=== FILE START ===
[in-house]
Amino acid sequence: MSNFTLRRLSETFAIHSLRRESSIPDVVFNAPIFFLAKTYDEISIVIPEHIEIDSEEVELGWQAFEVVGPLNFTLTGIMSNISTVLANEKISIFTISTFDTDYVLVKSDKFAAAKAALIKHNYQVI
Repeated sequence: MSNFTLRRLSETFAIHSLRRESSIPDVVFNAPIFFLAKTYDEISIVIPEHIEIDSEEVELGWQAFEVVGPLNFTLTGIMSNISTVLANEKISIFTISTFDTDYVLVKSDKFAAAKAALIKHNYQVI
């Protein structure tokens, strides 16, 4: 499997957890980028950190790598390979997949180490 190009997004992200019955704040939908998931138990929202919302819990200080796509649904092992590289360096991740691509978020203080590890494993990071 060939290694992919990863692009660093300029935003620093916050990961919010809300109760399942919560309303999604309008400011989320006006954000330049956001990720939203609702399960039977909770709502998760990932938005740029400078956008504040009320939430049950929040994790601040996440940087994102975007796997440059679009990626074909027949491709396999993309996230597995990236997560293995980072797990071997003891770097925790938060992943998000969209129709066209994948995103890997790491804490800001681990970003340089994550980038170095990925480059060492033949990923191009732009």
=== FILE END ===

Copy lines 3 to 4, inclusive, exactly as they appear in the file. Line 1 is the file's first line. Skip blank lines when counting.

Repeated sequence: MSNFTLRRLSETFAIHSLRRESSIPDVVFNAPIFFLAKTYDEISIVIPEHIEIDSEEVELGWQAFEVVGPLNFTLTGIMSNISTVLANEKISIFTISTFDTDYVLVKSDKFAAAKAALIKHNYQVI
């Protein structure tokens, strides 16, 4: 499997957890980028950190790598390979997949180490 190009997004992200019955704040939908998931138990929202919302819990200080796509649904092992590289360096991740691509978020203080590890494993990071 060939290694992919990863692009660093300029935003620093916050990961919010809300109760399942919560309303999604309008400011989320006006954000330049956001990720939203609702399960039977909770709502998760990932938005740029400078956008504040009320939430049950929040994790601040996440940087994102975007796997440059679009990626074909027949491709396999993309996230597995990236997560293995980072797990071997003891770097925790938060992943998000969209129709066209994948995103890997790491804490800001681990970003340089994550980038170095990925480059060492033949990923191009732009």